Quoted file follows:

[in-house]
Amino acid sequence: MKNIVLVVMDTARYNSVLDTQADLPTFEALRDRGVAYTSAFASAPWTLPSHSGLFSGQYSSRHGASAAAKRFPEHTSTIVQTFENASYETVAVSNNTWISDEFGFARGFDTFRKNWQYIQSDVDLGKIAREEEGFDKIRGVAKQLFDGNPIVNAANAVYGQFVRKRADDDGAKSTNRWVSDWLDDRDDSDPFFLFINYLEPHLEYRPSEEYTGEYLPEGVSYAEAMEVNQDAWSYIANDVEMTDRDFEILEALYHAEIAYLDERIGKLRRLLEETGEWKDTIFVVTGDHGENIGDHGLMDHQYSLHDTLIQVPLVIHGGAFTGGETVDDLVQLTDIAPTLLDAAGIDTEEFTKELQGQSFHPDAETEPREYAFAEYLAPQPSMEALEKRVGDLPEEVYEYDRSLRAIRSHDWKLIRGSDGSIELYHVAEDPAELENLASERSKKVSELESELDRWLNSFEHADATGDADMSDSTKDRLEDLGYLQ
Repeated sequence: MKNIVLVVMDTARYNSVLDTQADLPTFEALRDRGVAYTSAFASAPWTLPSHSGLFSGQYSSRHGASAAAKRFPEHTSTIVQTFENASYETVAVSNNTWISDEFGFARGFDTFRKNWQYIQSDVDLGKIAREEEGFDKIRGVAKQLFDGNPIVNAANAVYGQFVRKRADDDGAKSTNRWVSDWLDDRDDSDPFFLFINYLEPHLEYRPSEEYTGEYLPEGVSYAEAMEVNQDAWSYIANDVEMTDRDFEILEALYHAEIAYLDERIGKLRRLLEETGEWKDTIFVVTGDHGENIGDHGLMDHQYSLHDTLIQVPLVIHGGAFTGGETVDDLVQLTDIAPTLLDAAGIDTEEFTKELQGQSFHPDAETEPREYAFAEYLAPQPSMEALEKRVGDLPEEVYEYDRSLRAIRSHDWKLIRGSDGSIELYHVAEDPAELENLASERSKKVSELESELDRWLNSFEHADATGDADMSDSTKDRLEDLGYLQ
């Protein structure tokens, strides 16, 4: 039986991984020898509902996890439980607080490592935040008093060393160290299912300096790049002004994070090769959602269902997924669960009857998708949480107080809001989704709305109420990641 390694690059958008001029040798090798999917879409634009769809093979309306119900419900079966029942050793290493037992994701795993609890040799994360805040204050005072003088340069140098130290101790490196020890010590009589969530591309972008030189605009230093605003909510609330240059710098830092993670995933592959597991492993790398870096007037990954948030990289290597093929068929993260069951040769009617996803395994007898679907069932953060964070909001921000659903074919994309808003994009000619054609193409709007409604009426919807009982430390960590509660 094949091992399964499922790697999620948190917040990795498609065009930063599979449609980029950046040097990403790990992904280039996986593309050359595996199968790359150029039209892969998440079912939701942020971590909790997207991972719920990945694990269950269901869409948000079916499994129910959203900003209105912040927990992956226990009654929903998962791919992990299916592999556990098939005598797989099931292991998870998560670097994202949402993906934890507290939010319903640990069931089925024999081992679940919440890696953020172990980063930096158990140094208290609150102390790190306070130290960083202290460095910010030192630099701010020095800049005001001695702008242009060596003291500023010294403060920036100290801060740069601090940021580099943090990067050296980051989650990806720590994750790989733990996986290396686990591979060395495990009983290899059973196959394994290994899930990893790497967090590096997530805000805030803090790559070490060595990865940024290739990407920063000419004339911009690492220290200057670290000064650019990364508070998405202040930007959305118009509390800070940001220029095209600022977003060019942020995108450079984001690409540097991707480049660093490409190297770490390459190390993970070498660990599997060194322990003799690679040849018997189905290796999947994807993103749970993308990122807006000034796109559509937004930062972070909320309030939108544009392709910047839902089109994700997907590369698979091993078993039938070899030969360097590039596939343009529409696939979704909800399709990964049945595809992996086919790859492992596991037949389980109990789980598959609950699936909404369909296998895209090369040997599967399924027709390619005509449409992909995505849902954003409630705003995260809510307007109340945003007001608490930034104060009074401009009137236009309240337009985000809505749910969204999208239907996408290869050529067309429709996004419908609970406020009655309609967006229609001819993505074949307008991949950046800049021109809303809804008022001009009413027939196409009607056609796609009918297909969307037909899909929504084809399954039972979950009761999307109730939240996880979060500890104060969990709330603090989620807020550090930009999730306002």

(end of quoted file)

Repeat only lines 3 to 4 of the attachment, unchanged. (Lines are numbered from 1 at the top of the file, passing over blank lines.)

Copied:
Repeated sequence: MKNIVLVVMDTARYNSVLDTQADLPTFEALRDRGVAYTSAFASAPWTLPSHSGLFSGQYSSRHGASAAAKRFPEHTSTIVQTFENASYETVAVSNNTWISDEFGFARGFDTFRKNWQYIQSDVDLGKIAREEEGFDKIRGVAKQLFDGNPIVNAANAVYGQFVRKRADDDGAKSTNRWVSDWLDDRDDSDPFFLFINYLEPHLEYRPSEEYTGEYLPEGVSYAEAMEVNQDAWSYIANDVEMTDRDFEILEALYHAEIAYLDERIGKLRRLLEETGEWKDTIFVVTGDHGENIGDHGLMDHQYSLHDTLIQVPLVIHGGAFTGGETVDDLVQLTDIAPTLLDAAGIDTEEFTKELQGQSFHPDAETEPREYAFAEYLAPQPSMEALEKRVGDLPEEVYEYDRSLRAIRSHDWKLIRGSDGSIELYHVAEDPAELENLASERSKKVSELESELDRWLNSFEHADATGDADMSDSTKDRLEDLGYLQ
């Protein structure tokens, strides 16, 4: 039986991984020898509902996890439980607080490592935040008093060393160290299912300096790049002004994070090769959602269902997924669960009857998708949480107080809001989704709305109420990641 390694690059958008001029040798090798999917879409634009769809093979309306119900419900079966029942050793290493037992994701795993609890040799994360805040204050005072003088340069140098130290101790490196020890010590009589969530591309972008030189605009230093605003909510609330240059710098830092993670995933592959597991492993790398870096007037990954948030990289290597093929068929993260069951040769009617996803395994007898679907069932953060964070909001921000659903074919994309808003994009000619054609193409709007409604009426919807009982430390960590509660 094949091992399964499922790697999620948190917040990795498609065009930063599979449609980029950046040097990403790990992904280039996986593309050359595996199968790359150029039209892969998440079912939701942020971590909790997207991972719920990945694990269950269901869409948000079916499994129910959203900003209105912040927990992956226990009654929903998962791919992990299916592999556990098939005598797989099931292991998870998560670097994202949402993906934890507290939010319903640990069931089925024999081992679940919440890696953020172990980063930096158990140094208290609150102390790190306070130290960083202290460095910010030192630099701010020095800049005001001695702008242009060596003291500023010294403060920036100290801060740069601090940021580099943090990067050296980051989650990806720590994750790989733990996986290396686990591979060395495990009983290899059973196959394994290994899930990893790497967090590096997530805000805030803090790559070490060595990865940024290739990407920063000419004339911009690492220290200057670290000064650019990364508070998405202040930007959305118009509390800070940001220029095209600022977003060019942020995108450079984001690409540097991707480049660093490409190297770490390459190390993970070498660990599997060194322990003799690679040849018997189905290796999947994807993103749970993308990122807006000034796109559509937004930062972070909320309030939108544009392709910047839902089109994700997907590369698979091993078993039938070899030969360097590039596939343009529409696939979704909800399709990964049945595809992996086919790859492992596991037949389980109990789980598959609950699936909404369909296998895209090369040997599967399924027709390619005509449409992909995505849902954003409630705003995260809510307007109340945003007001608490930034104060009074401009009137236009309240337009985000809505749910969204999208239907996408290869050529067309429709996004419908609970406020009655309609967006229609001819993505074949307008991949950046800049021109809303809804008022001009009413027939196409009607056609796609009918297909969307037909899909929504084809399954039972979950009761999307109730939240996880979060500890104060969990709330603090989620807020550090930009999730306002």